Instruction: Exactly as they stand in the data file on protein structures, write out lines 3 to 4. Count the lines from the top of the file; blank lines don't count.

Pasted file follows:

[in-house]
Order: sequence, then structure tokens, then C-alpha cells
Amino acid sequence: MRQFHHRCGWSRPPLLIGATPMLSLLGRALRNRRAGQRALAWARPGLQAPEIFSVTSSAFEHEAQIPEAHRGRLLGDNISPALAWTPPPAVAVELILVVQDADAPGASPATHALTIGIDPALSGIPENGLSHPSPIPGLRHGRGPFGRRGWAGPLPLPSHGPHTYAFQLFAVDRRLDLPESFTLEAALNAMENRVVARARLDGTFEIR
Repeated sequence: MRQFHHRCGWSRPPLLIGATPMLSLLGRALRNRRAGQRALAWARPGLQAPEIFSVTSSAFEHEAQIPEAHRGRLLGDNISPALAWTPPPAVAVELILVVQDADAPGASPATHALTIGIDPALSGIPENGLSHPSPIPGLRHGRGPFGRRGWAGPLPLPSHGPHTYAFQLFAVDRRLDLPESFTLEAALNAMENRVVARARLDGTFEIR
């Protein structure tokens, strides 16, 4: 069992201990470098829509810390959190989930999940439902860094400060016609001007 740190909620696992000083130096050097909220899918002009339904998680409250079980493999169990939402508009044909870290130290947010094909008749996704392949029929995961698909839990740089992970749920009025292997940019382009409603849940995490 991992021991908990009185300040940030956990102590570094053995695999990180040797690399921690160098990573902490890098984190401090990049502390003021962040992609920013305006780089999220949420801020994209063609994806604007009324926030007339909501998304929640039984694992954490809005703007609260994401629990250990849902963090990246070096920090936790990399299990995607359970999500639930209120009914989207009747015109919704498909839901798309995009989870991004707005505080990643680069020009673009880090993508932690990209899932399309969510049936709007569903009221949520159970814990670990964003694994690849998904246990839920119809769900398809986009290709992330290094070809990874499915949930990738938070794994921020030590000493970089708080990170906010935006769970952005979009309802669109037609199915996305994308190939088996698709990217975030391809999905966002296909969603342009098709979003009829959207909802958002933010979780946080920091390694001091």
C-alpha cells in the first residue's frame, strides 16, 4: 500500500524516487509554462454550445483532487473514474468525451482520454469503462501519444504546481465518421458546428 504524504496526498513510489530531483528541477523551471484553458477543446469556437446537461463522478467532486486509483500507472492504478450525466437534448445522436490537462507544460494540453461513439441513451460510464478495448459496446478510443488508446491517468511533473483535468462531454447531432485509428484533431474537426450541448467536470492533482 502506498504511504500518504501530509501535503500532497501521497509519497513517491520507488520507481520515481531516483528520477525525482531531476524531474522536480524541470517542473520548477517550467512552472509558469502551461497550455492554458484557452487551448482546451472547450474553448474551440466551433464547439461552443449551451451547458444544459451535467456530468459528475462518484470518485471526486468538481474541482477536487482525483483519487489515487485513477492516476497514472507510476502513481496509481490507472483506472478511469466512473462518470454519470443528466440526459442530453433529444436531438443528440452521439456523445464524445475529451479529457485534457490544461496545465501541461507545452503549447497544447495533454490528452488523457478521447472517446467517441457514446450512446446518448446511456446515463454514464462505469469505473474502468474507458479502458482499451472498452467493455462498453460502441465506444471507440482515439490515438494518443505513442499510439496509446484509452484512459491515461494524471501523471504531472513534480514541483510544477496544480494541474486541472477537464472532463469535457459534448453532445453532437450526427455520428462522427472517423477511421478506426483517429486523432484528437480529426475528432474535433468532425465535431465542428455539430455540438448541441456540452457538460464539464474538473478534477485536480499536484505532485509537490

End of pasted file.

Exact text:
Amino acid sequence: MRQFHHRCGWSRPPLLIGATPMLSLLGRALRNRRAGQRALAWARPGLQAPEIFSVTSSAFEHEAQIPEAHRGRLLGDNISPALAWTPPPAVAVELILVVQDADAPGASPATHALTIGIDPALSGIPENGLSHPSPIPGLRHGRGPFGRRGWAGPLPLPSHGPHTYAFQLFAVDRRLDLPESFTLEAALNAMENRVVARARLDGTFEIR
Repeated sequence: MRQFHHRCGWSRPPLLIGATPMLSLLGRALRNRRAGQRALAWARPGLQAPEIFSVTSSAFEHEAQIPEAHRGRLLGDNISPALAWTPPPAVAVELILVVQDADAPGASPATHALTIGIDPALSGIPENGLSHPSPIPGLRHGRGPFGRRGWAGPLPLPSHGPHTYAFQLFAVDRRLDLPESFTLEAALNAMENRVVARARLDGTFEIR